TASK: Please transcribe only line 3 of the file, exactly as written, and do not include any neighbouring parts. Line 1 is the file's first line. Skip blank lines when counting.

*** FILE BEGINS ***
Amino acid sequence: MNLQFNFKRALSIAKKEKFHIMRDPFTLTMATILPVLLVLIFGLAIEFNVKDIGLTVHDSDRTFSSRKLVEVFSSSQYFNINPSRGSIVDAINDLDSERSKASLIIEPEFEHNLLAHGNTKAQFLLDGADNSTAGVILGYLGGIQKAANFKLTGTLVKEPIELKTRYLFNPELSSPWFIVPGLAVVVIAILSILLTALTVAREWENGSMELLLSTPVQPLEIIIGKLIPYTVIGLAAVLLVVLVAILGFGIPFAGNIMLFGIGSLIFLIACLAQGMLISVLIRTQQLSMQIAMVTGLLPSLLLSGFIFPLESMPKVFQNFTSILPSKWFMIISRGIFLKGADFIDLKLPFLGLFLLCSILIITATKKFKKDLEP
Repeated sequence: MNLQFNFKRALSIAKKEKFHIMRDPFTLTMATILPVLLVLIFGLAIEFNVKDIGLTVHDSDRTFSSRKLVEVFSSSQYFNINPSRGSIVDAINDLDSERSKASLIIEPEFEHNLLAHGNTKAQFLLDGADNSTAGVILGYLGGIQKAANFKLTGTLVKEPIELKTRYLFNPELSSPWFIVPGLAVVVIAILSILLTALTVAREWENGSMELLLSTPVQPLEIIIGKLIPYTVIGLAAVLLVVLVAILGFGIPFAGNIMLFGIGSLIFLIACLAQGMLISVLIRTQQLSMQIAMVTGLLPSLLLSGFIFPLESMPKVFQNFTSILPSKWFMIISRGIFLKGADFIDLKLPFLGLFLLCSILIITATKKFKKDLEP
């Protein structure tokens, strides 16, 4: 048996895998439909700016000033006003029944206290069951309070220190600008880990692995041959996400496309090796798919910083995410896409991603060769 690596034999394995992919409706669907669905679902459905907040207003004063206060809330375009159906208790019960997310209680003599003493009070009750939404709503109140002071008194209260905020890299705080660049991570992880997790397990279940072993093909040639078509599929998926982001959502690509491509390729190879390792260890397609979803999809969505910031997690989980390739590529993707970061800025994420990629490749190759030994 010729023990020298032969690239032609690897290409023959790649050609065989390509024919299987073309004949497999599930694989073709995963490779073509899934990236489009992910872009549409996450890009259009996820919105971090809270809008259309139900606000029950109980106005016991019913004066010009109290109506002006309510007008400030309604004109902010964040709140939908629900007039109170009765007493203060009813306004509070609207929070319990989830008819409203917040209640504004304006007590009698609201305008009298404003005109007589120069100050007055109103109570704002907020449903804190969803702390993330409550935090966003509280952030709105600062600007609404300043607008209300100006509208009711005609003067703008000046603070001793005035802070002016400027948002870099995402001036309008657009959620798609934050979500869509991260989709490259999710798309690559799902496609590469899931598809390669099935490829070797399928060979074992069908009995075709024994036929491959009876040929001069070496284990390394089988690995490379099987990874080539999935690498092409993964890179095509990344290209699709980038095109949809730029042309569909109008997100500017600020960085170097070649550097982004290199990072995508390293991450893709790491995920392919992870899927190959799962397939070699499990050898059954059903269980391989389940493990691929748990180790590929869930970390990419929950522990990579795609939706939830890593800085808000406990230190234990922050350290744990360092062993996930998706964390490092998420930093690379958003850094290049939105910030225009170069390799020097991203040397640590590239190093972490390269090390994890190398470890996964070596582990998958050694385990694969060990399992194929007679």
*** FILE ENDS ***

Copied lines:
């Protein structure tokens, strides 16, 4: 048996895998439909700016000033006003029944206290069951309070220190600008880990692995041959996400496309090796798919910083995410896409991603060769 690596034999394995992919409706669907669905679902459905907040207003004063206060809330375009159906208790019960997310209680003599003493009070009750939404709503109140002071008194209260905020890299705080660049991570992880997790397990279940072993093909040639078509599929998926982001959502690509491509390729190879390792260890397609979803999809969505910031997690989980390739590529993707970061800025994420990629490749190759030994 010729023990020298032969690239032609690897290409023959790649050609065989390509024919299987073309004949497999599930694989073709995963490779073509899934990236489009992910872009549409996450890009259009996820919105971090809270809008259309139900606000029950109980106005016991019913004066010009109290109506002006309510007008400030309604004109902010964040709140939908629900007039109170009765007493203060009813306004509070609207929070319990989830008819409203917040209640504004304006007590009698609201305008009298404003005109007589120069100050007055109103109570704002907020449903804190969803702390993330409550935090966003509280952030709105600062600007609404300043607008209300100006509208009711005609003067703008000046603070001793005035802070002016400027948002870099995402001036309008657009959620798609934050979500869509991260989709490259999710798309690559799902496609590469899931598809390669099935490829070797399928060979074992069908009995075709024994036929491959009876040929001069070496284990390394089988690995490379099987990874080539999935690498092409993964890179095509990344290209699709980038095109949809730029042309569909109008997100500017600020960085170097070649550097982004290199990072995508390293991450893709790491995920392919992870899927190959799962397939070699499990050898059954059903269980391989389940493990691929748990180790590929869930970390990419929950522990990579795609939706939830890593800085808000406990230190234990922050350290744990360092062993996930998706964390490092998420930093690379958003850094290049939105910030225009170069390799020097991203040397640590590239190093972490390269090390994890190398470890996964070596582990998958050694385990694969060990399992194929007679």